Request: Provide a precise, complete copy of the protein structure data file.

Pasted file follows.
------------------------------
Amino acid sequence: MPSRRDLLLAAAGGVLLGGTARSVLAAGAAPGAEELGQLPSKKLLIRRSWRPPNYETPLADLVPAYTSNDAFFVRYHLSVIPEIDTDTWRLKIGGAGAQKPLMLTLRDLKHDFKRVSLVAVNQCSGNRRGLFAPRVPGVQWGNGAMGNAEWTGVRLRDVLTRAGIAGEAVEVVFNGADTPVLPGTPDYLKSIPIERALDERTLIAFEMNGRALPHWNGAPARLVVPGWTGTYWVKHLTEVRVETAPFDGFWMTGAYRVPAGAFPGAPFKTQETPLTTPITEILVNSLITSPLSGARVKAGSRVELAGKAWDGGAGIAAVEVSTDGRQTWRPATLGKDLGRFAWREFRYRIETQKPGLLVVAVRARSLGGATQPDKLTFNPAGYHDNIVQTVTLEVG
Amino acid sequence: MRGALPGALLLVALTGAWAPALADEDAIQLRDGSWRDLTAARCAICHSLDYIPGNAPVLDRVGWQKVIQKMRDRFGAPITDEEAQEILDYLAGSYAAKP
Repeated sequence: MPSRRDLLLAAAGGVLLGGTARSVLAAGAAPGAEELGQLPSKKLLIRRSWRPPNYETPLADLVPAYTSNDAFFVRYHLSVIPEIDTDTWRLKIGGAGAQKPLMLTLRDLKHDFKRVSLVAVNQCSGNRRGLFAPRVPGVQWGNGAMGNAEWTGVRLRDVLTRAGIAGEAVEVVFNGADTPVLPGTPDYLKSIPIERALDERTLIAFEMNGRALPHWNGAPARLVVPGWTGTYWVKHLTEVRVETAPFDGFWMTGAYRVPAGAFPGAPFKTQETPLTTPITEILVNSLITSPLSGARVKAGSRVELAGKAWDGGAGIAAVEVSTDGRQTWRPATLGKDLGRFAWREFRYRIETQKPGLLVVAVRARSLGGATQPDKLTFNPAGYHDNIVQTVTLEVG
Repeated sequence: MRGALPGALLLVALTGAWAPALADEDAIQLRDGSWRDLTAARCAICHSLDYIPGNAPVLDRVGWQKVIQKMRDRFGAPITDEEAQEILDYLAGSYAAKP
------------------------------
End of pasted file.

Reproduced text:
Amino acid sequence: MPSRRDLLLAAAGGVLLGGTARSVLAAGAAPGAEELGQLPSKKLLIRRSWRPPNYETPLADLVPAYTSNDAFFVRYHLSVIPEIDTDTWRLKIGGAGAQKPLMLTLRDLKHDFKRVSLVAVNQCSGNRRGLFAPRVPGVQWGNGAMGNAEWTGVRLRDVLTRAGIAGEAVEVVFNGADTPVLPGTPDYLKSIPIERALDERTLIAFEMNGRALPHWNGAPARLVVPGWTGTYWVKHLTEVRVETAPFDGFWMTGAYRVPAGAFPGAPFKTQETPLTTPITEILVNSLITSPLSGARVKAGSRVELAGKAWDGGAGIAAVEVSTDGRQTWRPATLGKDLGRFAWREFRYRIETQKPGLLVVAVRARSLGGATQPDKLTFNPAGYHDNIVQTVTLEVG
Amino acid sequence: MRGALPGALLLVALTGAWAPALADEDAIQLRDGSWRDLTAARCAICHSLDYIPGNAPVLDRVGWQKVIQKMRDRFGAPITDEEAQEILDYLAGSYAAKP
Repeated sequence: MPSRRDLLLAAAGGVLLGGTARSVLAAGAAPGAEELGQLPSKKLLIRRSWRPPNYETPLADLVPAYTSNDAFFVRYHLSVIPEIDTDTWRLKIGGAGAQKPLMLTLRDLKHDFKRVSLVAVNQCSGNRRGLFAPRVPGVQWGNGAMGNAEWTGVRLRDVLTRAGIAGEAVEVVFNGADTPVLPGTPDYLKSIPIERALDERTLIAFEMNGRALPHWNGAPARLVVPGWTGTYWVKHLTEVRVETAPFDGFWMTGAYRVPAGAFPGAPFKTQETPLTTPITEILVNSLITSPLSGARVKAGSRVELAGKAWDGGAGIAAVEVSTDGRQTWRPATLGKDLGRFAWREFRYRIETQKPGLLVVAVRARSLGGATQPDKLTFNPAGYHDNIVQTVTLEVG
Repeated sequence: MRGALPGALLLVALTGAWAPALADEDAIQLRDGSWRDLTAARCAICHSLDYIPGNAPVLDRVGWQKVIQKMRDRFGAPITDEEAQEILDYLAGSYAAKP